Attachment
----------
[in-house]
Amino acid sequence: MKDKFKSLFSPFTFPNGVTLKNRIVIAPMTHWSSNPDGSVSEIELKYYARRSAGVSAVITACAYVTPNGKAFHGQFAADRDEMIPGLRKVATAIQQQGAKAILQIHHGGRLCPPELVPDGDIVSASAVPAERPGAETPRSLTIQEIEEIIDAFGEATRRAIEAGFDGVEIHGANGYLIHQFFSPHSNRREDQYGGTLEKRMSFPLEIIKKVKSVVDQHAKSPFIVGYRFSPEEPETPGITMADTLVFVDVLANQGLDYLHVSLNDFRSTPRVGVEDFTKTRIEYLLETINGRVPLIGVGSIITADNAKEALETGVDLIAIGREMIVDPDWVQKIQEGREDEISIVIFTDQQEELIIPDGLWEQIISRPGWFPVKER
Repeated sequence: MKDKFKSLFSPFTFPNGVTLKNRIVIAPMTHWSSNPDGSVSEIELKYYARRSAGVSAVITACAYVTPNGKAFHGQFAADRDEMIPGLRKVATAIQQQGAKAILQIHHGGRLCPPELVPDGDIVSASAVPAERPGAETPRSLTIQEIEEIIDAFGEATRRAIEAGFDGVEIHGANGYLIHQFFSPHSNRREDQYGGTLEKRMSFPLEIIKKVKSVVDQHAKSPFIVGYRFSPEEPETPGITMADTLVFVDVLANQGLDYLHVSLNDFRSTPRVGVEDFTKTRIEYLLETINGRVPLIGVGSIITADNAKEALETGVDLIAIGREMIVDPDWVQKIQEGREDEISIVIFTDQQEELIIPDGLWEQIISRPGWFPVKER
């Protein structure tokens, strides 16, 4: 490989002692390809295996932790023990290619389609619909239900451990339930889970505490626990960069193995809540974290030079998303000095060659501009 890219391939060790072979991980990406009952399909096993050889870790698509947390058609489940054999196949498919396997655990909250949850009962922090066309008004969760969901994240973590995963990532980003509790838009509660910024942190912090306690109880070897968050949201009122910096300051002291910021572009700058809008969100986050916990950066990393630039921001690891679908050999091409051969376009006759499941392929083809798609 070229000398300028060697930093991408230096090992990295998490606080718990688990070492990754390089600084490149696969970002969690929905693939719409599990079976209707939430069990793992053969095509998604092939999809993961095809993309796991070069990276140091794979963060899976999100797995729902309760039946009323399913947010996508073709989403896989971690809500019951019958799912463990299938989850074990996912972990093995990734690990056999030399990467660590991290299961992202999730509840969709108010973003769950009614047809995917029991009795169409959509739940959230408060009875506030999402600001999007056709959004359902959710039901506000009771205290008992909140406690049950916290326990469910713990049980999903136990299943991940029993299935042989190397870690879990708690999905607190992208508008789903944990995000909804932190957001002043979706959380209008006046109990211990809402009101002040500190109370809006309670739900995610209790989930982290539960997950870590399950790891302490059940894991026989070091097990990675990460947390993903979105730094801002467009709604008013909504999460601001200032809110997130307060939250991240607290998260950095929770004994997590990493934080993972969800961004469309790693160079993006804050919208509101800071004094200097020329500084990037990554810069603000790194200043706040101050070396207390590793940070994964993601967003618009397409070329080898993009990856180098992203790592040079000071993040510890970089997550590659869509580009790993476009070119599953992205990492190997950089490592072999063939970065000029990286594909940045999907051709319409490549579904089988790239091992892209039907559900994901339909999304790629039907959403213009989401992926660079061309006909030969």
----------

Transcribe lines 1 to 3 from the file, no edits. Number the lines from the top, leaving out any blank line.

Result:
[in-house]
Amino acid sequence: MKDKFKSLFSPFTFPNGVTLKNRIVIAPMTHWSSNPDGSVSEIELKYYARRSAGVSAVITACAYVTPNGKAFHGQFAADRDEMIPGLRKVATAIQQQGAKAILQIHHGGRLCPPELVPDGDIVSASAVPAERPGAETPRSLTIQEIEEIIDAFGEATRRAIEAGFDGVEIHGANGYLIHQFFSPHSNRREDQYGGTLEKRMSFPLEIIKKVKSVVDQHAKSPFIVGYRFSPEEPETPGITMADTLVFVDVLANQGLDYLHVSLNDFRSTPRVGVEDFTKTRIEYLLETINGRVPLIGVGSIITADNAKEALETGVDLIAIGREMIVDPDWVQKIQEGREDEISIVIFTDQQEELIIPDGLWEQIISRPGWFPVKER
Repeated sequence: MKDKFKSLFSPFTFPNGVTLKNRIVIAPMTHWSSNPDGSVSEIELKYYARRSAGVSAVITACAYVTPNGKAFHGQFAADRDEMIPGLRKVATAIQQQGAKAILQIHHGGRLCPPELVPDGDIVSASAVPAERPGAETPRSLTIQEIEEIIDAFGEATRRAIEAGFDGVEIHGANGYLIHQFFSPHSNRREDQYGGTLEKRMSFPLEIIKKVKSVVDQHAKSPFIVGYRFSPEEPETPGITMADTLVFVDVLANQGLDYLHVSLNDFRSTPRVGVEDFTKTRIEYLLETINGRVPLIGVGSIITADNAKEALETGVDLIAIGREMIVDPDWVQKIQEGREDEISIVIFTDQQEELIIPDGLWEQIISRPGWFPVKER